There are various indications for patients to receive early therapeutic anticoagulation instead of thromboprophylaxis, including a pre-existing mechanical heart valve, pre-existing VTE, or atrial fibrillation. The 2012 guidelines of the American College of Chest Physicians recommend perioperative therapeutic heparin anticoagulation in high-risk patients during cessation of vitamin K antagonist; however, it was also acknowledged that further research is needed to inform best perioperative practices in special populations such as those with renal insufficiency.12 Although there have been no randomized controlled trials on the topic of postoperative therapeutic anticoagulation in renal transplant recipients, 3 retrospective studies, summarized in the following paragraphs, have evaluated the use of therapeutic anticoagulation in high-risk patients after kidney transplant.4,13,14
Mathis and others4 conducted a retrospective analysis of 725 consecutive renal transplant recipients to identify factors associated with bleeding and thrombosis. Twenty-eight of the patients received UFH 500–1100 units/h starting 1–12 h after the surgery was completed, of whom 18 experienced bleeding; 14 of these bleeding episodes were considered major. However, delayed graft function did not seem to be associated with bleeding risk, and the presence of a hypercoagulable state did not seem to predict bleeding risk. Factors that contributed to bleeding appeared to be high partial thromboplastin time (PTT) ratios and antimicrobial prophylaxis with cefotetan, which can disrupt production of vitamin K–dependent clotting factors. Thrombosis occurred in 3 patients with PTT ratios below 1.5; therefore, Mathis and others4 suggested that the optimal PTT ratio is 1.5–1.9.
Kusyk and others13 conducted a retrospective analysis of 326 renal allograft recipients to compare postoperative courses between patients who did and did not receive early IV UFH. The UFH was started a median of 8 (interquartile range 1–14) days after the transplant procedure.13 Sixteen of the patients received therapeutic IV UFH at 500–1000 units/h, of whom 62.5% experienced sustained hemorrhagic complications, compared with 3.5% of 310 patients who did not receive heparin. Hemorrhagic complications requiring major intervention occurred in 37.5% of the UFH recipients, compared with 2.2% of those who did not receive heparin. However, there were no allograft losses and no episodes of thrombosis among the 16 patients who received UFH, whereas 3 allografts were lost due to renal vein thrombosis among the 310 patients without anticoagulation.13 The statistical significance of this observation was not specified.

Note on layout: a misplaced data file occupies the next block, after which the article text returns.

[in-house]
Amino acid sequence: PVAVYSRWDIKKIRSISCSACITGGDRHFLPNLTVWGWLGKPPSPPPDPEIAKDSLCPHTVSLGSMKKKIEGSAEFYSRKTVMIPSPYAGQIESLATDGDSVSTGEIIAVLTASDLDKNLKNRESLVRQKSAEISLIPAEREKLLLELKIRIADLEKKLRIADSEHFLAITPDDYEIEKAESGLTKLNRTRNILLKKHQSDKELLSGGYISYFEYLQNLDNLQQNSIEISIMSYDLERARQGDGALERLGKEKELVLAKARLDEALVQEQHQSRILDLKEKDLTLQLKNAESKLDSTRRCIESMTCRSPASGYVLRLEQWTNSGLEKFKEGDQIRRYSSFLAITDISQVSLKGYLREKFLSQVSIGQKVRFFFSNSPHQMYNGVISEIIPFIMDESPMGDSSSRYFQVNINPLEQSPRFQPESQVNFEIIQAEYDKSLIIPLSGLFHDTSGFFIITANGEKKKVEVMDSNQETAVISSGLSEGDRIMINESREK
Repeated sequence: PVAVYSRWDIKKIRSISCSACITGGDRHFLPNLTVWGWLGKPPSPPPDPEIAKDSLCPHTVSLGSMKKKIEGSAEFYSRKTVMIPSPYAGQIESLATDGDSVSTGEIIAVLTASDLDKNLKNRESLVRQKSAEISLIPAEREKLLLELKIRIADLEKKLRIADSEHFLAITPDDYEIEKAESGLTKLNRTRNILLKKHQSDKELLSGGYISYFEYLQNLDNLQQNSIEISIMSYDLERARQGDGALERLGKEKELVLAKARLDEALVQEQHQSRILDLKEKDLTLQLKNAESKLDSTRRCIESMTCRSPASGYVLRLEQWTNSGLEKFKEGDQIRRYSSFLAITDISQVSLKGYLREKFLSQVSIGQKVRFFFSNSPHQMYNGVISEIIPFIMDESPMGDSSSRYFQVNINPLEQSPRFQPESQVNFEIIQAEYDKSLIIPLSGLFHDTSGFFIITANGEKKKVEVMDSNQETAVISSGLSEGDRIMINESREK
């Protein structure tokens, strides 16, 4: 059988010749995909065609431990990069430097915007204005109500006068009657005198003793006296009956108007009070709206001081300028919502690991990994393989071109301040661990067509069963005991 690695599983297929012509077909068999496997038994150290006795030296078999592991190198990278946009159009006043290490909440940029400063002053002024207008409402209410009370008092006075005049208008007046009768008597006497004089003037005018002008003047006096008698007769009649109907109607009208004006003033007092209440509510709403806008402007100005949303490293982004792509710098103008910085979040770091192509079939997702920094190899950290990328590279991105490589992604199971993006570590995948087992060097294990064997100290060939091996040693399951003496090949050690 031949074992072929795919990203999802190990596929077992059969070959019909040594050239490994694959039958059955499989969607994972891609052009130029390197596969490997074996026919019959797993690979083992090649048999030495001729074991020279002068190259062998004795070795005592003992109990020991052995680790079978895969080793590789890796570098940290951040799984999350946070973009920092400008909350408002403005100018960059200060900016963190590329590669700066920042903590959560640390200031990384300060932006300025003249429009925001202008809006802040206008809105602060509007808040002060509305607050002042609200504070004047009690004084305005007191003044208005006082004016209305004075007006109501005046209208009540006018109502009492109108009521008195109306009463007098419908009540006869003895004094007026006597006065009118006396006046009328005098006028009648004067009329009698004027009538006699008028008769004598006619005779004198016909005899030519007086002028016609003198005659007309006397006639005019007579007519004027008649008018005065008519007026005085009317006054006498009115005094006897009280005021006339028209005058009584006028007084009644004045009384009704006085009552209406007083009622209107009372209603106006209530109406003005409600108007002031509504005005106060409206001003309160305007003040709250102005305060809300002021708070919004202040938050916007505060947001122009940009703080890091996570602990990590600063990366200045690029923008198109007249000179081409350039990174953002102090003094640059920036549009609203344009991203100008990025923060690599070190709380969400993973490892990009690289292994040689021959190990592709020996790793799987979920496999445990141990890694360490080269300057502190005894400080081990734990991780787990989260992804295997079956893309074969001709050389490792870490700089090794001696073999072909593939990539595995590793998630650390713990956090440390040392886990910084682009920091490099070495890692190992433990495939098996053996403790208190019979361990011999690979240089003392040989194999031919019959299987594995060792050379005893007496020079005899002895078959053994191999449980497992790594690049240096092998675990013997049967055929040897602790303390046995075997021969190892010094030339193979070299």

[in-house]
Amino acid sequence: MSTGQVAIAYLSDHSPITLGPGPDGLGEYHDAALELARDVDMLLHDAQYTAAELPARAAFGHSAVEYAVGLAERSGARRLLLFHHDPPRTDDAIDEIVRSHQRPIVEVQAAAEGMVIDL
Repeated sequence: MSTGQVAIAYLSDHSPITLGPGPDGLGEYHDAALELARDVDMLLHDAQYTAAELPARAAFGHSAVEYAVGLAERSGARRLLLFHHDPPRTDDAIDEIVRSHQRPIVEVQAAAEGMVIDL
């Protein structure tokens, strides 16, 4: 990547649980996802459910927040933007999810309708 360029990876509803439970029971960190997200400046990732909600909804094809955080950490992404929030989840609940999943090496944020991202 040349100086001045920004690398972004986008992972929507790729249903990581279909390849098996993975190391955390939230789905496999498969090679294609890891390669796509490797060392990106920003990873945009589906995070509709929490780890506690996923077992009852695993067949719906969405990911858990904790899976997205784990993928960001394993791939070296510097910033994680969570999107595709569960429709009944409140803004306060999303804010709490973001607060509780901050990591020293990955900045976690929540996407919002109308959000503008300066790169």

In a retrospective study, Ringenberg and others14 found a higher rate of bleeding among 29 renal transplant recipients who were receiving UFH by IV infusion for VTE, atrial fibrillation, and acute coronary syndromes than among 29 patients who did not undergo transplant but were receiving UFH (31% versus 6.9%, p = 0.041). In this study, bleeding events were identified by findings from magnetic resonance imaging, computed tomography, or procedures such as endoscopy or colonoscopy or by symptoms of bleeding, such as hematuria, hematoma, or melena. These authors also found a higher, though statistically nonsignificant, drop in hemoglobin (≥ 10 g/L) or need for transfusion in transplant recipients relative to those who did not receive a transplant (p = 0.111). However, because the study was designed to assess the safety of IV UFH, efficacy data were not captured.14
In summary, there is currently limited information on the safety and efficacy of using early postoperative therapeutic heparin anticoagulation for valid indications in patients who have undergone renal transplant. However, at the study institution, anecdotal observations suggested a high rate of postoperative bleeding complications in patients receiving this form of anticoagulation.
The primary objectives of this study were to determine the incidence of bleeding and of thrombosis in renal transplant recipients receiving therapeutic heparin, prophylactic heparin, and no heparin anticoagulation in the early postoperative phase, and to compare these rates between the prophylactic heparin and noheparin cohorts. The secondary objectives were to compare coagulation parameters and risk factors related to episodes of bleeding and thrombosis in the 3 cohorts, to determine the indications for therapeutic anticoagulation, and to determine the interventions and outcomes of major bleeding and thrombosis complications.